Fellowship fund created in honor of first Ph.D. recipient
The Dr. Eiji Asada Research Fellowship Fund has been established to support short-term, research-related travel by advanced graduate students in the humanities.
The fellowship fund has been endowed to honor the memory of Eiji Asada, the recipient of the first Ph.D. awarded by the University. A native of Japan, Asada came to Chicago when his abilities in Semitic languages and biblical studies captured the attention of William Rainey Harper, the University's first president.
After receiving his doctorate in June 1893, Asada returned to Japan and began a career in education and administration, founding the English Department at what was to become the Tokyo School of Foreign Studies and writing the first English textbook used by Japan's education ministry. Several of Asada's descendants attended the University's convocation in June 1993 to mark the centenary of his doctorate.
"This will be a wonderful way to help support the needs of our graduate students," said Philip Gossett, Dean of the Humanities Division, "and it will simultaneously honor a distinguished graduate whose travel to this country brought such honor to our university."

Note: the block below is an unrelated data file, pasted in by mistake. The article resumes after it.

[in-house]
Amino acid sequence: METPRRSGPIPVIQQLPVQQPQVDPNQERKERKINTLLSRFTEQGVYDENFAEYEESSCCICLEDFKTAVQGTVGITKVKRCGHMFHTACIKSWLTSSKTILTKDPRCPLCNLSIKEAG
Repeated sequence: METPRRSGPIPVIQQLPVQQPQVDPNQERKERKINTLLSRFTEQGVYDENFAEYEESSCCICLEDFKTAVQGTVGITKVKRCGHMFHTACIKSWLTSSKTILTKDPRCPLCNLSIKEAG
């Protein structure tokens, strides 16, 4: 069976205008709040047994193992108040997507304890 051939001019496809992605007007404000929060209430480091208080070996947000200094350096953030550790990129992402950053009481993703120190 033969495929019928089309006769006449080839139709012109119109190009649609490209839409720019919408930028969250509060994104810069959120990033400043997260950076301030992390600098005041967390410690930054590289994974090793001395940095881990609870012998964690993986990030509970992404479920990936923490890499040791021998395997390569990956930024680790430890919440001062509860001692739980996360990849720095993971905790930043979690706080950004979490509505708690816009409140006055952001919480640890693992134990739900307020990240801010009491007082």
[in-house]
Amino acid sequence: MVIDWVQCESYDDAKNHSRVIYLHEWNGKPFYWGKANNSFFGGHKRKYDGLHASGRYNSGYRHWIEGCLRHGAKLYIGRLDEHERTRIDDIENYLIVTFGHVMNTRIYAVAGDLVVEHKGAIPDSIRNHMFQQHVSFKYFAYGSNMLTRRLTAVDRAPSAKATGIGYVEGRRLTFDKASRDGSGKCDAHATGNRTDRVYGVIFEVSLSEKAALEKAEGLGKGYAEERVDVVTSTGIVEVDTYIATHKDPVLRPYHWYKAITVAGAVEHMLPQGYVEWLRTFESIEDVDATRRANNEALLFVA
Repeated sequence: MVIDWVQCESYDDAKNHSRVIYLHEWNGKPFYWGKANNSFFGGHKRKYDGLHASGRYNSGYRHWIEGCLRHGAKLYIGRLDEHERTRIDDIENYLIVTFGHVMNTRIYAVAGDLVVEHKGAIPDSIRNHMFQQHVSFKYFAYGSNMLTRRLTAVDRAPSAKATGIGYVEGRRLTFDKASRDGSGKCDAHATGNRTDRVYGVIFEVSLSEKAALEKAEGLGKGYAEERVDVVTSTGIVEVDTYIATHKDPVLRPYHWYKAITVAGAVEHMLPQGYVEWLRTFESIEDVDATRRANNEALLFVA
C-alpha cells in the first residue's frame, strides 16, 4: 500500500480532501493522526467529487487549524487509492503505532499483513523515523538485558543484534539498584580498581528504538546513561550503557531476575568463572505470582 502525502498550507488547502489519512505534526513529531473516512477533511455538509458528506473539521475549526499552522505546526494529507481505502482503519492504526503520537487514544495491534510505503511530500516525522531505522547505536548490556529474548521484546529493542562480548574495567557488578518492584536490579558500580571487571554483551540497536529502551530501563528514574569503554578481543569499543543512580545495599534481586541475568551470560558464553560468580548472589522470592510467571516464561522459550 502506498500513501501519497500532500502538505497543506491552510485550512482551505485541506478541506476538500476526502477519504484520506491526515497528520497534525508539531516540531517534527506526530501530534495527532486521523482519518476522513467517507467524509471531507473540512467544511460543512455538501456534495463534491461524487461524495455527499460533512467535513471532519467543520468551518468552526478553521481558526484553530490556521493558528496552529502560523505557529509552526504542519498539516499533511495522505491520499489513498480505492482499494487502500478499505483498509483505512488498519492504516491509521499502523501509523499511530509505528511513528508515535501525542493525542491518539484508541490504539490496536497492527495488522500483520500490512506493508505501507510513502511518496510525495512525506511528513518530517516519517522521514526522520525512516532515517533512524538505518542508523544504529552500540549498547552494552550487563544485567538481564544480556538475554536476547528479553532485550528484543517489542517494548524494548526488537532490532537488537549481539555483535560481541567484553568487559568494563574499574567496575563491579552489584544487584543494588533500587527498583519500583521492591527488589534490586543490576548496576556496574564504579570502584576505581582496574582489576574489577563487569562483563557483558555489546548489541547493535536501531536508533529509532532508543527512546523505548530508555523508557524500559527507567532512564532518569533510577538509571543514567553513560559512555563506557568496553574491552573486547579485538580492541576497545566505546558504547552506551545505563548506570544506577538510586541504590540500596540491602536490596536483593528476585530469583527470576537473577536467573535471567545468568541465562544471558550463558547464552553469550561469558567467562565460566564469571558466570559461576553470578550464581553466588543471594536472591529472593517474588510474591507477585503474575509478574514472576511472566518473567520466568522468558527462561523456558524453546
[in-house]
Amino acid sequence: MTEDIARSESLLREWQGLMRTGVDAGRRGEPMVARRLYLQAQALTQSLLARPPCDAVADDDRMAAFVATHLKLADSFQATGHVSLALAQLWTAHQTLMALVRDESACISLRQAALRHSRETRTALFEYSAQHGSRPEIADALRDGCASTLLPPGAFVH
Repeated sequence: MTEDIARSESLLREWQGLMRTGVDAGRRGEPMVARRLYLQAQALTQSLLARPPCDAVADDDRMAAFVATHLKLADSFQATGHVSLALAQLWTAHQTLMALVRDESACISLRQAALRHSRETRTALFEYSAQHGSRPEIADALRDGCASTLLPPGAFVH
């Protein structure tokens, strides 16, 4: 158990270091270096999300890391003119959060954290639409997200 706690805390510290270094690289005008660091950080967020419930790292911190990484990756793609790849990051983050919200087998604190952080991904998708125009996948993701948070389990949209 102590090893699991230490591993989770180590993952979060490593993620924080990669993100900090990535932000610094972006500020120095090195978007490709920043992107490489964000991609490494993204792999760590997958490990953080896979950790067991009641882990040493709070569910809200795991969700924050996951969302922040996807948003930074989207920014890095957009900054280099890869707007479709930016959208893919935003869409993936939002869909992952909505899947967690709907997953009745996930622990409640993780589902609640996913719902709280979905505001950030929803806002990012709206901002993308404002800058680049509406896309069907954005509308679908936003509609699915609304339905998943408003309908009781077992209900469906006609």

Two fellowships of $3,000 will be awarded each academic year to students whose doctoral research requires them to travel abroad for specific research projects that can be achieved within a limited period of time, typically about one month. The awards are not to be used to supplement grants from other sources.
The fellowships are intended primarily for students in the Humanities Division, although students in the History Department and the Divinity School may also apply. Preference will be given to those whose research requires travel to East Asia. To be eligible for consideration, a student must be a Ph.D. candidate in her or his program at the time of application.
Applications for support of travel anticipated for the 1994-95 academic year must be submitted to the Dean of Students in the Humanities by April 1, 1994.
For more information, contact the Office of the Dean of Students in the Humanities at 702-8498.